Removing ‘A’ boards from our pavements & reducing clutter

 

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Since November, a citywide ban on ‘A’ boards and other temporary adverts has been in force. This is primarily to improve pedestrian safety and accessibility on our streets. It is part of wider efforts to help create a more welcoming, clutter-free city for everyone.

Environmental Wardens are working closely with businesses and are reporting good results across the city. Businesses have adapted to the ban in a variety of ways, including by incorporating advertising into barriers around tables and chairs (for which they have a licence) or putting a sign on their walls or windows (if allowed).

There are lots of places to go for businesses looking for more information on advertising or guidance to help them through this ongoing change;

As you can see from our photo gallery above, removing A-Boards can help make a huge difference for people with mobility issues getting around Edinburgh. By removing barriers on our pavements, it is hoped that people can move more freely across the city and businesses will feel the benefit from shoppers attracted by better pavements.

If you wish to report any A-Boards which you feel should be looked at by an Environmental Warden, please email us at aboards@edinburgh.gov.uk.

What’s in a street name?

We rely on addresses every day.  Whether it’s registering to vote, ordering something online, visiting a place you’ve never been before or just getting a takeaway delivered, a unique address is essential.

Edinburgh street names
Edinburgh street names

The Council is responsible for issuing addresses to all properties within its boundary.  To assist in doing this, the Street Naming Team has a name bank for each of the Neighbourhood Partnership areas which contain potential names to be used for new developments.  We encourage people to suggest potential street names, usually via their Neighbourhood Partnership or local Councillors.  However, we are currently carrying out a consultation on new street names and would appreciate any suggestions.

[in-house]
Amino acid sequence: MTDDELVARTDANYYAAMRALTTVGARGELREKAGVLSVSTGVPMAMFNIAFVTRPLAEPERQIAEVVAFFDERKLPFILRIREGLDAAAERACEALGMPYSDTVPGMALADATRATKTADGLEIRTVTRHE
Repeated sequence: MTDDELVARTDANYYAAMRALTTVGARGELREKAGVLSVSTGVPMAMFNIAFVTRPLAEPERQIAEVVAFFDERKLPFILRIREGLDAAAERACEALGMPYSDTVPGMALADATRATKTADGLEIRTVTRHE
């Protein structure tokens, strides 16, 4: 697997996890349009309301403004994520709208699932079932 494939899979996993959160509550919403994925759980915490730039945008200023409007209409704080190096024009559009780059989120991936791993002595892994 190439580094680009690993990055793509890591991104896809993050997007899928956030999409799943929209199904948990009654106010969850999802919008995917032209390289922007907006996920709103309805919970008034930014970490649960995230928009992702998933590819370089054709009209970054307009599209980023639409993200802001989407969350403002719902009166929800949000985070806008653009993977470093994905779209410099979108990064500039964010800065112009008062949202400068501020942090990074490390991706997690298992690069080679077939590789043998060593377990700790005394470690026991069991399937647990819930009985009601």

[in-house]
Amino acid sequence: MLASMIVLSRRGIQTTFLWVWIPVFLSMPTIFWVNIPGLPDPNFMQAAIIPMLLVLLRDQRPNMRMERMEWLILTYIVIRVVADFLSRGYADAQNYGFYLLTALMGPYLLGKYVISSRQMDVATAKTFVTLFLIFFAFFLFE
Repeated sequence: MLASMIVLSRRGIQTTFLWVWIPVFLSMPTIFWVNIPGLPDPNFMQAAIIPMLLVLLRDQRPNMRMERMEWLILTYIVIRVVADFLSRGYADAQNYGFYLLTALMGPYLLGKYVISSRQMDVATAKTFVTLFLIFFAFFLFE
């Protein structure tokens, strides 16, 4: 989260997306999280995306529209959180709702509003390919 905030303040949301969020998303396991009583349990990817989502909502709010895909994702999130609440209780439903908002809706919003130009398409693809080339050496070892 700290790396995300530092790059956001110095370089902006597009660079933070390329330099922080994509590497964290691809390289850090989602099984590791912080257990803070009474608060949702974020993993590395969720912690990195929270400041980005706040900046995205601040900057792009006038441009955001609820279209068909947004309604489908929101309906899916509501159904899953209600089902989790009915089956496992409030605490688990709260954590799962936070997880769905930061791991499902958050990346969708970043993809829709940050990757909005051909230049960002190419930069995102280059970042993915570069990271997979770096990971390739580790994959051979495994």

The Street Naming team’s primary consideration when issuing new addresses is public safety as, in an emergency, it is important that a specific address can be identified quickly and easily.  For this reason we no longer duplicate street names with different suffixes (such as Eyre Place and Eyre Crescent) due to the potential for confusion.

Generally, street names are selected that commemorate people, places or events connected to the city, with a view to preserving local history and reinforcing our sense of place. Potential names should meet at least one of the following criteria:

  • commemorate local history, places, events or culture, and in particular any that relate to the site
  • honour and commemorate noteworthy persons associated with the local area, or the City of Edinburgh as a whole
  • celebrate cultural diversity in the City of Edinburgh
  • commemorate national and international noteworthy persons, who have been deceased for five years or more
  • commemorate national and international events
  • strengthen neighbourhood identity
  • recognise native wildlife, flora, fauna or natural features related to the community or the city as a whole.

If you would like to propose street names, you can do this using the Consultation Hub.

Baron Maules Close
Baron Maule’s Close (refurbished sign)
Old Infirmary Lane
Old Infirmary Lane (a recently repainted sign)
Lang Rigg - new street name plates in South Queensferry are blue with white lettering
Lang Rigg – new street name plates in South Queensferry are blue with white lettering